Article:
Old world hipparion evolution, biogeography, climatology and ecology

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Bernor , R L , Kaya , F , Kaakinen , A , Saarinen , J & Fortelius , M 2021 , ' Old world hipparion evolution, biogeography, climatology and ecology ' , Earth - Science Reviews , vol. 221 , 103784 . https://doi.org/10.1016/j.earscirev.2021.103784

Title: Old world hipparion evolution, biogeography, climatology and ecology
Author: Bernor, Raymond L.; Kaya, Ferhat; Kaakinen, Anu; Saarinen, Juha; Fortelius, Mikael
Contributor: University of Helsinki, Department of Geosciences and Geography
University of Helsinki, Department of Geosciences and Geography
University of Helsinki, Department of Geosciences and Geography
University of Helsinki, Finnish Museum of Natural History
Date: 2021-10
Language: eng
Number of pages: 22
Belongs to series: Earth - Science Reviews
ISSN: 0012-8252
URI: http://hdl.handle.net/10138/335765
Abstract: Nearly five decades ago Berggren and Van Couvering proposed an Old World "Hipparion Datum" wherein a North American Hipparion extended its range across Eurasia and Africa as an "instantaneous prochoresis" populating the Old World. Four decades ago Woodburne and Bernor examined European and North African hipparion assemblages and proposed a number of distinct hipparion lineages, sharply departing from the mono-generic paradigm of previous work. Through the 1980s until now, hipparion systematic studies have delineated multiple superspecific groups of hipparions. Herein, we define 10 recognizable genus-rank Eurasian and African taxa delineating their chronologic occurrences, geographic extent and where data exists, their body mass and paleodietary preferences. Our study supports the current interpretation that a species of North American Cormohipparion extended its range into the Old World in the early late Miocene. Regional first occurrences of Cormohipparion are recognized in the Potwar Plateau, Pakistan and Sinap Tepe, Turkey 10.8 Ma. The slightly derived lineage Hippotherium is recorded earlier in the Pannonian C of the Vienna Basin, 11.4-11.0 Ma marking the chronologic "Hipparion" Datum at the lower boundary of Mammal Neogene (MN) Unit 9. Within MN 9, 11.2-9.9 Ma, Cormohipparion underwent a minor diversification whereas Hippotherium diversified in Central and Western Europe and China and Sivalhippus (S. nagriensis) originated in the Indian Subcontinent. Whereas Cormohipparion did not survive into the late Vallesian, MN10 (9.9-8.9 Ma), Hippotherium and Sivalhippus did and the Cremohipparion and Hipparion s.s. lineages originated. During the early and middle Turolian (MN11-12, 8.9-6.8 Ma) Hippotherium, Sivalhippus, Cremohipparion and Hipparion persisted and new lineages, Eurygnathohippus, Plesiohipparion, Baryhipparion and Shanxihippus originated. An initial extinction interval occurred at the end of the Miocene, MN13 (6.8-5.3 Ma) wherein all but one endemic species of Hippotherium, H. malpassi (Italy), Hipparion and several species of Cremohipparion became extinct. Lineage and species reduction continued across the MioPliocene boundary so that by the beginning of the Pliocene (MN14, 5.3 Ma) only African species of Eurygnathohippus, Chinese Plesiohipparion houfenense and Proboscidipparion sinense remained. The later Pliocene (MN15-16, ca. 5.0-2.5 Ma) documents the persistence of endemic Chinese Baryhipparion insperatum, modest diversification of African Eurygnatohippus spp. and Chinese Plesiohipparion and Proboscidipparion spp. Eurygnathohippus made a limited geographic extension into the Indian subcontinent during MN16, whereas Pleisohipparion and Proboscidipparion extended their ranges into Eurasia during MN15 and MN16. The latest occurring hipparions are Proboscidipparion sinense at 1.0 Ma in China and Eurygnathohippus cornelianus in Africa 300 kg), with the smaller forms being predominately grass feeders and larger ones being mixed feeders. Decreased hipparion lineage and species diversity in the Pliocene was accompanied by increased average body size and hypsodonty probably in response to more seasonal Eurasian and African environments. There is no evidence that hipparions ever adapted to cold and dry Old World Pleistocene environments.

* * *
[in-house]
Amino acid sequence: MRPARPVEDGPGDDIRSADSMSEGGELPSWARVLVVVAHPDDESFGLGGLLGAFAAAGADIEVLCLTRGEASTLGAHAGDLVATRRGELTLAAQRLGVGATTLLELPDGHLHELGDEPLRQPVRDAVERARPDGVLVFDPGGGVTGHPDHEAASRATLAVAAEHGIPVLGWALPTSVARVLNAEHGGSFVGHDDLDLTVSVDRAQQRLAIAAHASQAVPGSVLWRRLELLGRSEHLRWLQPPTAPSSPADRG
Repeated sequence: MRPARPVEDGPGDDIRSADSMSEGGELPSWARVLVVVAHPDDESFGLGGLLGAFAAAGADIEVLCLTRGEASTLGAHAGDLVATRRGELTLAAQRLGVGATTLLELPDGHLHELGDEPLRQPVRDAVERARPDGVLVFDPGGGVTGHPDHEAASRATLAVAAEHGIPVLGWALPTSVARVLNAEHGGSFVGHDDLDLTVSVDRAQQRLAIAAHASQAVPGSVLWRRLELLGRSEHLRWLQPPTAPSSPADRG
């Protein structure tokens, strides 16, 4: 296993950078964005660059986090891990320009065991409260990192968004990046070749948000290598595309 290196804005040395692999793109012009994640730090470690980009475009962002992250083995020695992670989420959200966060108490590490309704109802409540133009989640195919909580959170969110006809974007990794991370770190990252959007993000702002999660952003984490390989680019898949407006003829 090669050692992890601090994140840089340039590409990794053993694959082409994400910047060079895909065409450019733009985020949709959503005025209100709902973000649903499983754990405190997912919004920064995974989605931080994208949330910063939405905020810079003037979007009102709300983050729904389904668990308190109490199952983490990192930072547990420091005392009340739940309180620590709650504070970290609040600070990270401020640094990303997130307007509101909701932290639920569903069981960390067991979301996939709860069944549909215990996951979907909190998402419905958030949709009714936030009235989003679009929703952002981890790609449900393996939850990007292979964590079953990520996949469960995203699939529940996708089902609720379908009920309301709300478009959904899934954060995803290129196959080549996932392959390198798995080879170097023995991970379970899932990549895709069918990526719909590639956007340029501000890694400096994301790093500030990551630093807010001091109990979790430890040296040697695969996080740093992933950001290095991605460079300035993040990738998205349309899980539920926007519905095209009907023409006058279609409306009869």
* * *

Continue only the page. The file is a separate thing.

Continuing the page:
Subject: Hipparion
1171 Geosciences

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